The supplies voted for the first year of peace
amounted to seventy millions of dollars; and the publie charges pressed heavily on the lands and the industry of England
New sources of revenue were required; and, happily for America
, an excise on cider and perry, by its nature affecting only the few counties where the apple was much cultivated, divided the country members, inflamed opposition, and burdened the estates of some in the House of Lords.
opposed the tax as ‘intolerable.’
The defence of it fell upon Grenville
, who treated the ideas of his brother-in-law on national expenses with severity.
He admitted that the impost was odious.
‘But where,’ he demanded, ‘can you lay another tax?
Tell me where; tell me where;’ and Pitt
made no answer, but by humming audibly—
Gentle shepherd, tell me where.
‘The house burst out into a fit of laughter which continued some minutes.’1 Grenville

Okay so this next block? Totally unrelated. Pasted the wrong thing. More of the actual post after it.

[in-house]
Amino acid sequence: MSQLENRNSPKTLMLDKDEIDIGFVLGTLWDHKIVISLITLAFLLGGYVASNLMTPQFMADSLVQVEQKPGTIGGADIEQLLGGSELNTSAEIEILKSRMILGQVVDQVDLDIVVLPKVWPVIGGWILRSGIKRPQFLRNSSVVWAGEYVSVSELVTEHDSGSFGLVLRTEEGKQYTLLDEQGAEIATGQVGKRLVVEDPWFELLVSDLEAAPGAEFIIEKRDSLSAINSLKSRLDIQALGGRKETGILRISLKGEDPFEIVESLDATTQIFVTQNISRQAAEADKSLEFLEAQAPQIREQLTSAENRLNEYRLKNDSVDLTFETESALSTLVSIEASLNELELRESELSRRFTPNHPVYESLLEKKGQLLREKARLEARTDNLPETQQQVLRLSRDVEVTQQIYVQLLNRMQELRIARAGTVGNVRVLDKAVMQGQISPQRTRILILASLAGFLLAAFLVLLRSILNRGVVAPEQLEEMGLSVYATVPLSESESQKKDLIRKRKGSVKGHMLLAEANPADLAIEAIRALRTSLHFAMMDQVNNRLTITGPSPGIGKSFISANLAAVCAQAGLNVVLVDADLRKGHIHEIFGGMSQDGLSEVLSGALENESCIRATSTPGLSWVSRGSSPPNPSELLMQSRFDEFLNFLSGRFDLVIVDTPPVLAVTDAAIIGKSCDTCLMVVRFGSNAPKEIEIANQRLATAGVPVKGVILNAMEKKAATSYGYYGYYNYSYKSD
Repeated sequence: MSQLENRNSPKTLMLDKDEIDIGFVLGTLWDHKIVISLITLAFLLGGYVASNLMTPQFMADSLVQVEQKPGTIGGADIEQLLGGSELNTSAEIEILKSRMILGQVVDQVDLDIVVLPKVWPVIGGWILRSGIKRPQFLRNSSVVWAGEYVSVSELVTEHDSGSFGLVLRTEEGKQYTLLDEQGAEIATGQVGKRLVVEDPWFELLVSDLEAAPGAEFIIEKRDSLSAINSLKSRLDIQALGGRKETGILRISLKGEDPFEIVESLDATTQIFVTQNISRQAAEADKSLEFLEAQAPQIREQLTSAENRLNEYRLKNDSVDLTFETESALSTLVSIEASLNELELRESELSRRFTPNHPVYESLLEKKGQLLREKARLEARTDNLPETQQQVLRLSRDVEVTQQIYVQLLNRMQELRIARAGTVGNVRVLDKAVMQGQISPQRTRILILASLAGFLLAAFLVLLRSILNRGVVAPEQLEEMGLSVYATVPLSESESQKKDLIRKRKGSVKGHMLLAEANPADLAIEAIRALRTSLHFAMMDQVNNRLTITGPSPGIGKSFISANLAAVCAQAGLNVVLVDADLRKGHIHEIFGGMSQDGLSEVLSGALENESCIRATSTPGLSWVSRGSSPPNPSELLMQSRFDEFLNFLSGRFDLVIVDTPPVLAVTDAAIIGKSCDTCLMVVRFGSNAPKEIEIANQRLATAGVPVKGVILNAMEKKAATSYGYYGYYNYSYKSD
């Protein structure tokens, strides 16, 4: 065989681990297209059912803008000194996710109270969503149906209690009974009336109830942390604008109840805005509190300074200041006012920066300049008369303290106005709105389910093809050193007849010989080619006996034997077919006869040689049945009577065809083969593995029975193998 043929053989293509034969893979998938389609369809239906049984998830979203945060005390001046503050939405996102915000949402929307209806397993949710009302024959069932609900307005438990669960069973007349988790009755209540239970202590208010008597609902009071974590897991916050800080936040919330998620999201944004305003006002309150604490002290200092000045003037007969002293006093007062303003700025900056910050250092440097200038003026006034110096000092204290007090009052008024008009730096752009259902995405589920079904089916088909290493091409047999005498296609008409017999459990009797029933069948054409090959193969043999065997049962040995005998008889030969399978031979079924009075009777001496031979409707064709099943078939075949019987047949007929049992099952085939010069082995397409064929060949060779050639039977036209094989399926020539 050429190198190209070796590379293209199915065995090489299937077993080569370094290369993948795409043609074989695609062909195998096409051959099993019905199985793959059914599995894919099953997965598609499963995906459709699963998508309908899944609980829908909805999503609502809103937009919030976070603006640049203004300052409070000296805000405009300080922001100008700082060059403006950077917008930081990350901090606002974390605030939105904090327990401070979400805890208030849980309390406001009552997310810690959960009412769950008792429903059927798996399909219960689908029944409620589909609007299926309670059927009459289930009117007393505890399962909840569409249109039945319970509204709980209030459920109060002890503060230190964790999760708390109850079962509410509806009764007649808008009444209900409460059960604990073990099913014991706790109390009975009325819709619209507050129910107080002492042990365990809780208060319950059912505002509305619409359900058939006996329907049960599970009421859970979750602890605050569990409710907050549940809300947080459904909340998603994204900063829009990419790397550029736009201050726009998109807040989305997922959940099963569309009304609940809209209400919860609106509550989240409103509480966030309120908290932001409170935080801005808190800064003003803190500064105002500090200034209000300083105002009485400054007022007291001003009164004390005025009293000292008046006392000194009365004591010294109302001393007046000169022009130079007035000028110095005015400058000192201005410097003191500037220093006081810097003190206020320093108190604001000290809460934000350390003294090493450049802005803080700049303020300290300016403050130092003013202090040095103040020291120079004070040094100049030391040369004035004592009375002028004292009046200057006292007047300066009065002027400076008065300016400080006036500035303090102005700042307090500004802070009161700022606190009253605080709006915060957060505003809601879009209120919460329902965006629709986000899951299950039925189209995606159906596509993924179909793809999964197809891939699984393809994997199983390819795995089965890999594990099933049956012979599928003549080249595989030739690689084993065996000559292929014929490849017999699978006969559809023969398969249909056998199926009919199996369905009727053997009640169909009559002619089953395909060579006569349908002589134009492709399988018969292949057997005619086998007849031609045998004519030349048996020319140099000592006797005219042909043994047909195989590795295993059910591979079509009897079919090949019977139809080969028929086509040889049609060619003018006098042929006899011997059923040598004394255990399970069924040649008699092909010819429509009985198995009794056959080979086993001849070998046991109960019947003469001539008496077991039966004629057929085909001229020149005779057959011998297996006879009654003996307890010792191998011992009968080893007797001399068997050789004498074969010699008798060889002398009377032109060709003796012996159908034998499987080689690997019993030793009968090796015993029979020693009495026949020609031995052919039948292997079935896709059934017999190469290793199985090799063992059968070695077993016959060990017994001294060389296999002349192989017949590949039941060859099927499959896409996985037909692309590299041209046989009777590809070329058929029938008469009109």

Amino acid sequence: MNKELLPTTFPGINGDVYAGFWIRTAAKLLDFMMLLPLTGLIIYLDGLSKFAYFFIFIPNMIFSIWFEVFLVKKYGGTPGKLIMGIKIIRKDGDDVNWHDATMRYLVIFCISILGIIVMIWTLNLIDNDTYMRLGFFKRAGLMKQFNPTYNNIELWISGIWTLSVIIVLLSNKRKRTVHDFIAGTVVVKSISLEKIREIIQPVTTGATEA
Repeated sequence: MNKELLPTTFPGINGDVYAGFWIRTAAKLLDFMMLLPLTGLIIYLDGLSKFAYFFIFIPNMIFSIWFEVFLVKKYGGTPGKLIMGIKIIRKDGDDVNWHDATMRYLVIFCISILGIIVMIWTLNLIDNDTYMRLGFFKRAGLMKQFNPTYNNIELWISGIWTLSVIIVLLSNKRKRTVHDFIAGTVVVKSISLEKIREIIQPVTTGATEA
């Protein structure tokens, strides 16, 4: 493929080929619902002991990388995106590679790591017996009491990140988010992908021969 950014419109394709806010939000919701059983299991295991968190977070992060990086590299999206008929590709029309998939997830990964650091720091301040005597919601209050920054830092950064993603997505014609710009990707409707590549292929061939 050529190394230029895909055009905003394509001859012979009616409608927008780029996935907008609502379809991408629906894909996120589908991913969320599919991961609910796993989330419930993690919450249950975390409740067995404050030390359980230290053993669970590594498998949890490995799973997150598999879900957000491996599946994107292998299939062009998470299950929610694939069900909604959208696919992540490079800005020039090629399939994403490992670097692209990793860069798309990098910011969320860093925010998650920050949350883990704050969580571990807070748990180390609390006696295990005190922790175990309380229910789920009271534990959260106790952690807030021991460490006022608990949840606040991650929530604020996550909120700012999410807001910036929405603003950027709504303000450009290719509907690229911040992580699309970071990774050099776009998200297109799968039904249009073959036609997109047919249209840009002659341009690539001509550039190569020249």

, very warm, stood up to reply; when Pitt
, ‘with the most contemptuous look and manner,’ rose from his seat, made the chairman a low bow, and walked slowly out of the house.2
Yet the ministry persevered, though the cider counties were in a flame; the city of London
, proceeding beyond all precedent, petitioned Commons, Lords, and King
against the measure; and the cities of Exeter
instructed their members to oppose it. The House of Lords divided upon it; and two protests against it appeared on their journals.3
Thus, an English tax, which came afterwards to be regarded as